After a year of such studying, I came home and re-opened this clinic which my father was just closing to retire.
T: You had such an intense experience in just one year. Do you think you were meant to go to Australia, and not Canada?
M: Yes, I do. If I'd gone to Canada, I'd probably have just studied ordinarily and come home. In Australia, adding to it's grandeur of nature, I spent time relaxing, thanks to the character of Australians who do not worry about small details.
Also, in Australia, veterinarians were polarized to the majority of practicing western medicine thoroughly, and to the minority of practicing alternative medicine thoroughly. I could say that I was in a good environment to experience both in a good balance.
T: I see. So did you start to become interested in holistic medicine then?
M: No, it was before then, to be precise. It was just after I entered University that I discovered Edgar Cayce. One day, I went to a book store to kill some time and I put my eyes on "The World Within" by Gina Cerminara. I was intrigued by it so I bought it and read it at home. It was so interesting. I started to read books about Cayce and I found out that he was not only an extraordinary psychic, but that he gave many diagnoses of illnesses and instructed how to cure them using ordinary medicine and alternative medicine to that which was given by medical doctors.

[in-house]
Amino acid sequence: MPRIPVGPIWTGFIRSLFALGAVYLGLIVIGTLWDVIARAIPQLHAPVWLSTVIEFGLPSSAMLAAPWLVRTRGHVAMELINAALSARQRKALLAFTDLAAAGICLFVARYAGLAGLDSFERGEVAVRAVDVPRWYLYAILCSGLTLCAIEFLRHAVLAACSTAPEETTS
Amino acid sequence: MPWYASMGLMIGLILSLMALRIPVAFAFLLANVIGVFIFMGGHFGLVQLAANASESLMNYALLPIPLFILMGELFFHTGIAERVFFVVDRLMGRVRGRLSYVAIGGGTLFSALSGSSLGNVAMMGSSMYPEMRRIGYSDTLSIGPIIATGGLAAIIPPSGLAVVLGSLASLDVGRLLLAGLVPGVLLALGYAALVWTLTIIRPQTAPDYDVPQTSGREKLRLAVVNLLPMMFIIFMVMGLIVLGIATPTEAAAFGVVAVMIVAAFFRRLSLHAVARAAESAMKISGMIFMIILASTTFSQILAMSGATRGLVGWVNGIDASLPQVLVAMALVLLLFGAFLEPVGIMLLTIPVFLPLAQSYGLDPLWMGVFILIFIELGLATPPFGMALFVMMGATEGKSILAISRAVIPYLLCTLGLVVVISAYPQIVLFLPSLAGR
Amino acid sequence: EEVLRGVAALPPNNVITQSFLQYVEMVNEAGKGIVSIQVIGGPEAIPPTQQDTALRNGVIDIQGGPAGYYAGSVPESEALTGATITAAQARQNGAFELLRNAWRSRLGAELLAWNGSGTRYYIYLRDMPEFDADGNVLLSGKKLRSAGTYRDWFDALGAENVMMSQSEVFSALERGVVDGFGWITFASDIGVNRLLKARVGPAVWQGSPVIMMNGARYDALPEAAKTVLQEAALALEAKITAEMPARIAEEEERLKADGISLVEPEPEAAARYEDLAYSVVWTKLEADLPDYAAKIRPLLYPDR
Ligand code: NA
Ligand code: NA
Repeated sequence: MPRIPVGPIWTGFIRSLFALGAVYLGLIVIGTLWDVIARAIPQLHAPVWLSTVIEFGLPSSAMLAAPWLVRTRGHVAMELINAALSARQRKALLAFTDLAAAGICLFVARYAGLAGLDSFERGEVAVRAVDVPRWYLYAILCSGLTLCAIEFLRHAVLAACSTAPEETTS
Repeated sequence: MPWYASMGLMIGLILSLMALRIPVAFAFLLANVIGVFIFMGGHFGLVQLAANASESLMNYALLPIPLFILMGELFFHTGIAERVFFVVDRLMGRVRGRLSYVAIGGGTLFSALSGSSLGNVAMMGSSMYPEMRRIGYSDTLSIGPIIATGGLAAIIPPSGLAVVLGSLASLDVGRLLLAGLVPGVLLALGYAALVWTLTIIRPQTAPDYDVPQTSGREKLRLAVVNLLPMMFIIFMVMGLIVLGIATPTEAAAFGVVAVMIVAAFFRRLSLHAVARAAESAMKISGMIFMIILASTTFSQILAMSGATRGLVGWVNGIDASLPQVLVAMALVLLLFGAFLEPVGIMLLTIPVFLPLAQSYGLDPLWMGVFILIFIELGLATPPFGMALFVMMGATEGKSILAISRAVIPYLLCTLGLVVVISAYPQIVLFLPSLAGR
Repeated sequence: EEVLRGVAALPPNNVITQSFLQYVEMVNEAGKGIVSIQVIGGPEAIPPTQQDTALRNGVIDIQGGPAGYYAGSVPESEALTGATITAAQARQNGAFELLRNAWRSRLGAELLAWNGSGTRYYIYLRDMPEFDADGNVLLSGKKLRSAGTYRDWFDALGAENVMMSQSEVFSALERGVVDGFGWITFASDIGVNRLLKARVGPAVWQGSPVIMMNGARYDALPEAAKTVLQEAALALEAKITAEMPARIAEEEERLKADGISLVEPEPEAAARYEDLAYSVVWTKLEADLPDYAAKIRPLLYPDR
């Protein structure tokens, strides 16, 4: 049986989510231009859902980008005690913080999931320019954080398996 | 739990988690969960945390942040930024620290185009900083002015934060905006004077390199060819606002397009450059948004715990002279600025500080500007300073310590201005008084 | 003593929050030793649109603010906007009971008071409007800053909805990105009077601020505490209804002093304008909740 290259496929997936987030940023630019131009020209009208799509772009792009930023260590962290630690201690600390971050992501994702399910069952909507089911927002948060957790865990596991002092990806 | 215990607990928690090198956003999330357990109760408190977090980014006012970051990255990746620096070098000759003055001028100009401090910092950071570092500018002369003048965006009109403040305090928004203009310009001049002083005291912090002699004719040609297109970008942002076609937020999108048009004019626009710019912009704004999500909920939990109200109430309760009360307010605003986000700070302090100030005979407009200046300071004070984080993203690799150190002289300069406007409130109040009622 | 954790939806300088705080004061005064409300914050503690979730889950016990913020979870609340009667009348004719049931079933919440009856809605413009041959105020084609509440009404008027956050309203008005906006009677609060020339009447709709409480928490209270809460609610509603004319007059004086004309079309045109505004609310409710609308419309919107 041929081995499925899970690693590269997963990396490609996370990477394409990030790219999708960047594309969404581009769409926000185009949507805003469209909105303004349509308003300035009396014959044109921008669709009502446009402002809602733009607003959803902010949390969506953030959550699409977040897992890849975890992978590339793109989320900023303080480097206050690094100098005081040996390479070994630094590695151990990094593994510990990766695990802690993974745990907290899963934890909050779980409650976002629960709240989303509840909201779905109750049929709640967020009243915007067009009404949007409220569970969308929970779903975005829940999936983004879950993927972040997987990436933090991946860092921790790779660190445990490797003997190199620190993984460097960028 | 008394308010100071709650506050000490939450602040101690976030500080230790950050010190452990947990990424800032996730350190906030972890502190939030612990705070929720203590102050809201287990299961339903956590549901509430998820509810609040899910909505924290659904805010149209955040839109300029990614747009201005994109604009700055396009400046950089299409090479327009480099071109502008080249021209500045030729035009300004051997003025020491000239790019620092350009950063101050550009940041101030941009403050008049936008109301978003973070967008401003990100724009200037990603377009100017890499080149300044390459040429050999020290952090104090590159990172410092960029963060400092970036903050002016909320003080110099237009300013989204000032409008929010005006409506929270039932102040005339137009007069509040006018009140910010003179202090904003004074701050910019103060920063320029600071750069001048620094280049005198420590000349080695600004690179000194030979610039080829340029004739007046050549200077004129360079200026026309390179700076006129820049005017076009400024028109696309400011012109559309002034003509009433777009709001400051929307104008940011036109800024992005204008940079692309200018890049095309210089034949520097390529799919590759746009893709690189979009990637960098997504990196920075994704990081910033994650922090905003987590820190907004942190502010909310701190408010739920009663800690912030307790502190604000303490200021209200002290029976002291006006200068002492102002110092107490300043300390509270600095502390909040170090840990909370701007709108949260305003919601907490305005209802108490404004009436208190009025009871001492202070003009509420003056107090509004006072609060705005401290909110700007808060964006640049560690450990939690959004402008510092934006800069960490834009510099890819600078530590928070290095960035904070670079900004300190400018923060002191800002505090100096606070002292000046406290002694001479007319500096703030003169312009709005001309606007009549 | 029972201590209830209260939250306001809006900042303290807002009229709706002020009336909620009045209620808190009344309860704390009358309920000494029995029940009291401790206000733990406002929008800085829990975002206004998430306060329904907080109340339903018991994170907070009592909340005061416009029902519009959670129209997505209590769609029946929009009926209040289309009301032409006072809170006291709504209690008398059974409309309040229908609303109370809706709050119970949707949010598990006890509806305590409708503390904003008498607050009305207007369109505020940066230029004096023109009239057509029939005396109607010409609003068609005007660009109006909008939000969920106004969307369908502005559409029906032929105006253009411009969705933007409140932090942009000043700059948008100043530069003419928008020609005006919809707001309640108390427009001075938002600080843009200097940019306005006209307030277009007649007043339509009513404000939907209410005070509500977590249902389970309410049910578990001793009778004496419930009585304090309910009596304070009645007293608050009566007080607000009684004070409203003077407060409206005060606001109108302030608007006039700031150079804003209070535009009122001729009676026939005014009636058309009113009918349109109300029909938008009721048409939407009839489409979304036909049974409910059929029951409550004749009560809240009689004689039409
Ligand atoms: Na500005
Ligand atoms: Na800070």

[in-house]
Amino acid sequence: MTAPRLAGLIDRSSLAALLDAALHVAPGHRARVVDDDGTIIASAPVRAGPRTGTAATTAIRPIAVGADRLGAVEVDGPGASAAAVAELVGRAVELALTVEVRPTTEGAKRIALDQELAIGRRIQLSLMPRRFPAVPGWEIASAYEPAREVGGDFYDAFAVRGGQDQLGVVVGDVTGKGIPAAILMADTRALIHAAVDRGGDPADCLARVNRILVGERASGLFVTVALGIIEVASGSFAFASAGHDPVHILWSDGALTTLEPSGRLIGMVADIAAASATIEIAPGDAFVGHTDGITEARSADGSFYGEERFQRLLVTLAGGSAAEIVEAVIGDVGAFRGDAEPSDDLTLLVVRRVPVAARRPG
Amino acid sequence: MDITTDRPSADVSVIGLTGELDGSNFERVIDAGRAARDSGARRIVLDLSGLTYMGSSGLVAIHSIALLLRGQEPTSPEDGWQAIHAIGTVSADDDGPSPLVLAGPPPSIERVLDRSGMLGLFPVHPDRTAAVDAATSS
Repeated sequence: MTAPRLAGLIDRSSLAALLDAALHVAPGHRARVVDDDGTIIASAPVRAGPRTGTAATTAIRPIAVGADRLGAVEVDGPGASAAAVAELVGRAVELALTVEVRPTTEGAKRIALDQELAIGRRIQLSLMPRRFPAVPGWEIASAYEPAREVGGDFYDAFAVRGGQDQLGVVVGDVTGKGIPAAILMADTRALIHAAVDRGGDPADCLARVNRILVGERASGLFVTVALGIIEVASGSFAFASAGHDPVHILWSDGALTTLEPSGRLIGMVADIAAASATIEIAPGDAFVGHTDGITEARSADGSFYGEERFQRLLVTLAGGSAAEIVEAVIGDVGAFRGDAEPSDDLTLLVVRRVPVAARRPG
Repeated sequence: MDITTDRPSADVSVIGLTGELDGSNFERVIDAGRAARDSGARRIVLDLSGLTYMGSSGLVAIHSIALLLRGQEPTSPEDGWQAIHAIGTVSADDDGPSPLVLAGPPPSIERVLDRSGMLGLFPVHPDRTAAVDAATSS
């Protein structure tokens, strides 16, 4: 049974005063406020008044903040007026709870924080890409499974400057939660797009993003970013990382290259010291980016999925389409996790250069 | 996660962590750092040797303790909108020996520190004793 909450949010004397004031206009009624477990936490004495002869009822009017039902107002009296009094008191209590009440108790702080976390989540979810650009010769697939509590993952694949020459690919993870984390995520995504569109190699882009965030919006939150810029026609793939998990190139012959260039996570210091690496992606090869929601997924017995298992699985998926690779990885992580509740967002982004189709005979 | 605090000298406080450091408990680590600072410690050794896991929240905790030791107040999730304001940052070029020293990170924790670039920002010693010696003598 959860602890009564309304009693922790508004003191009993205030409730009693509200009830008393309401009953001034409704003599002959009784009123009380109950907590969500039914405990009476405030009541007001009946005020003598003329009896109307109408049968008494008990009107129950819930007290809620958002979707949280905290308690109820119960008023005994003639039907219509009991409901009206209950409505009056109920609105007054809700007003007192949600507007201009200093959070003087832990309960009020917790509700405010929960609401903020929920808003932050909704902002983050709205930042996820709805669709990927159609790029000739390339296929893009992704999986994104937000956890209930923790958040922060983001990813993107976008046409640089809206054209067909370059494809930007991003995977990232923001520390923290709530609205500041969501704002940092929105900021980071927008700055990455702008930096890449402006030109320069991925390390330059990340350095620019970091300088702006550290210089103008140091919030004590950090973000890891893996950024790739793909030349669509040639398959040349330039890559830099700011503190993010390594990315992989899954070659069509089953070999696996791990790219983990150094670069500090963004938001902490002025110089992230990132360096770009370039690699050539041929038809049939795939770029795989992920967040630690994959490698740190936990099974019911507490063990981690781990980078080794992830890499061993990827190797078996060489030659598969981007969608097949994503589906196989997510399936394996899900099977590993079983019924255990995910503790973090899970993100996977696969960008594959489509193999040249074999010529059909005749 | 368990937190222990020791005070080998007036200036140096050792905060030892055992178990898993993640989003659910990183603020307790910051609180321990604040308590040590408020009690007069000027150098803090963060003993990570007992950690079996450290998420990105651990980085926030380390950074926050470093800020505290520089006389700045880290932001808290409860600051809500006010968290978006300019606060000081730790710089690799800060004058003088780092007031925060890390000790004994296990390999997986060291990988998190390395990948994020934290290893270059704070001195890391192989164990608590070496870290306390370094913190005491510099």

Thus I started to have interest in holistic medicine and studied various ways of treatments. But it was not popular in Japan then so I actually started to study when I moved to Australia.
T: Which books did you read?
M: "Many Mansions" in Japan. Then I went to Australia so I bought many books in English there, and read widely and lightly. The interesting thing about the Cayce readings is that you understand differently when you read the same material after some time.